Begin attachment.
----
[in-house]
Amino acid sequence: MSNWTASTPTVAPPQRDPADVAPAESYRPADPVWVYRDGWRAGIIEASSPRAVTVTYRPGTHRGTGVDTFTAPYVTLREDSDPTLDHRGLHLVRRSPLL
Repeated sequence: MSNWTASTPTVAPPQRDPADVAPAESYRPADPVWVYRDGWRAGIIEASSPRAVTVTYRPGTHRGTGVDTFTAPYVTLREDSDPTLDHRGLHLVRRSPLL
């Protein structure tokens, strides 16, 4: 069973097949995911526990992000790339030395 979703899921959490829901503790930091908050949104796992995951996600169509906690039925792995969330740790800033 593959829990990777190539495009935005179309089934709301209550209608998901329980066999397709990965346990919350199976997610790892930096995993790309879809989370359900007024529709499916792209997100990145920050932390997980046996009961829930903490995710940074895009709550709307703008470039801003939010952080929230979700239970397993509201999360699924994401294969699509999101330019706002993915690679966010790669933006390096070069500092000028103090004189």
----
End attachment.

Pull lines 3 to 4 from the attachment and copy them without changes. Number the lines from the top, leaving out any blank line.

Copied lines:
Repeated sequence: MSNWTASTPTVAPPQRDPADVAPAESYRPADPVWVYRDGWRAGIIEASSPRAVTVTYRPGTHRGTGVDTFTAPYVTLREDSDPTLDHRGLHLVRRSPLL
């Protein structure tokens, strides 16, 4: 069973097949995911526990992000790339030395 979703899921959490829901503790930091908050949104796992995951996600169509906690039925792995969330740790800033 593959829990990777190539495009935005179309089934709301209550209608998901329980066999397709990965346990919350199976997610790892930096995993790309879809989370359900007024529709499916792209997100990145920050932390997980046996009961829930903490995710940074895009709550709307703008470039801003939010952080929230979700239970397993509201999360699924994401294969699509999101330019706002993915690679966010790669933006390096070069500092000028103090004189």